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Album Review: The World Is Just a Shape to Fill the Night by Case Studies
Fairly Good, Based on 4 Critics
Pitchfork - 73 Based on rating 7.3/10
What sets The World Is Just a Shape to Fill the Night apart from a lot of what gets called "folk" these days is that it is fiercely unsentimental. But if you gaze back a little further, Jesse Lortz's obsession with pistols, poisons, drownings, and all-consuming spiritual darkness is part of a great tradition; the Anthology of American Folk Music has a notoriously high body count. Even though nobody dies during The Night, it flickers with a constant barrage of unsettling images: knives being sharpened on hearts, blood mixing with saliva mid-kiss, and an address to a lover that begins, "You lifted up your skirt and took a piss right in the street/ You shook it off your thigh and your eyes said, 'I know you're watching.
Jesse Lortz's follow-up project to the Dutchess and the Duke found him going solo and generally starker as Case Studies; if The World Is Just a Shape to Fill the Night came out in a year when it seemed like there were even more sensitive folkie records than ever before, it also succeeds more than most of its contemporaries by virtue of its differing reference points. Instead of sweetness and general summer afternoon blissfulness, Lortz's lyrical and singing voice, partly drawing on his own unsettled personal situation at the time, emphasizes pronouncement and a darker mood, something not too far removed from Lee Hazlewood on the one hand -- at a remove, admittedly -- and Michael Gira on the other, perhaps more in his early Angels of Light mode. Either figure would have suited a song like "Texas Ghost Story" (not to mention its counterpart "California Ghost Story"), but the conversational storytelling Lortz employs draws on any number of sources, enjoyably if not yet uniquely synthesized.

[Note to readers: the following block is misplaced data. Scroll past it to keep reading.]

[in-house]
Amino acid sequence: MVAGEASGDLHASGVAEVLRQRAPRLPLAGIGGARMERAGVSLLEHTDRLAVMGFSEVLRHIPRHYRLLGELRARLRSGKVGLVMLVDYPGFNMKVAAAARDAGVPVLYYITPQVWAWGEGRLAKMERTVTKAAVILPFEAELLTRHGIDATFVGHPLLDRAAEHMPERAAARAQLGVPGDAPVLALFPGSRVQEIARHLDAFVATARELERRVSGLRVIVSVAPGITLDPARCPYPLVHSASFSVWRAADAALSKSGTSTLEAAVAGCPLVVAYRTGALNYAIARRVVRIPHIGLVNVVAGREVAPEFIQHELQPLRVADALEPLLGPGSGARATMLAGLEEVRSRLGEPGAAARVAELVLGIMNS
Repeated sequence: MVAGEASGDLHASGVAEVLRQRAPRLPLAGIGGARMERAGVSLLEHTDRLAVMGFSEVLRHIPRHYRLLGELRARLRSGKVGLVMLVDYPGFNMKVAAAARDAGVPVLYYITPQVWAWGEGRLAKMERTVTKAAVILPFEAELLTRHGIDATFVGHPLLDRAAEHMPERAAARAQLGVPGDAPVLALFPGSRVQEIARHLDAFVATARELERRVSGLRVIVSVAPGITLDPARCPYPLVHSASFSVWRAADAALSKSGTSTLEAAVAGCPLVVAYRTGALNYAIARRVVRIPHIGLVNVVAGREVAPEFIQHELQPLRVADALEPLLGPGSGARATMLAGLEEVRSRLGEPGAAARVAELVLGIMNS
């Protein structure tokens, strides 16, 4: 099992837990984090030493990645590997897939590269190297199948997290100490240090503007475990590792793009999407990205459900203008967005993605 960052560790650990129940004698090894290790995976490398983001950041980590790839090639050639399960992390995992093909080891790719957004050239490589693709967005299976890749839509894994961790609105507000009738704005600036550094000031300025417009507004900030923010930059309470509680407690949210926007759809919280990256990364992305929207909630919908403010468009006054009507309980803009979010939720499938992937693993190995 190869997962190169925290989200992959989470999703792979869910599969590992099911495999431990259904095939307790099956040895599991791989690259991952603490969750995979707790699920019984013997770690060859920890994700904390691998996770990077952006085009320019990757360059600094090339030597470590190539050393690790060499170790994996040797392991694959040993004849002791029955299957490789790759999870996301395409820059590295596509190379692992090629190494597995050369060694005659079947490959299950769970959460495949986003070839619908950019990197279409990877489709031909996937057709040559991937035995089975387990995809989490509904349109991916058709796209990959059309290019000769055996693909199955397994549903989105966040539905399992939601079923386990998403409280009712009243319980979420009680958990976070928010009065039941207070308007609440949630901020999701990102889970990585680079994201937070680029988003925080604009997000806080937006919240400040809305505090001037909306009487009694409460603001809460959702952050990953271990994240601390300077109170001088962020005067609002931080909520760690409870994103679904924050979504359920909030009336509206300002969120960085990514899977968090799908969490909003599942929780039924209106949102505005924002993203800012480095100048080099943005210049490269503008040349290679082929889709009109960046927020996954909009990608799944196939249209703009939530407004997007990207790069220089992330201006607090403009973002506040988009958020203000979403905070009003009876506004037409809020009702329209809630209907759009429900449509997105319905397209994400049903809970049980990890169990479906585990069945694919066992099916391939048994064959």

Jesse Lortz, singer from Dutchess and the Duke, steps out into new, solitary territory with his new solo project, Case Studies. The World Is Just a Shape to Fill the Night is as isolated and dark as its title implies, with Lortz laying his sweet groan over spare and deathly folk tunes. There are other players on here, who weave in spare percussion and other flourishes like the low guitar on “Lies” or the keening violin on “My Silver Hand”.
Why exactly Jesse Lortz has abandoned the success of his jumpy boy/girl indie folk duo, The Dutchess and the Duke, to record an album of modest, lo-fi acoustic guitar ballads is unclear; it certainly seems like a step down. He’s not only slowed things down, but he’s grown lower-pitched and more intimate, while at times drawing further upon his country influences. He has stories to tell; this is the sound of Lortz getting serious.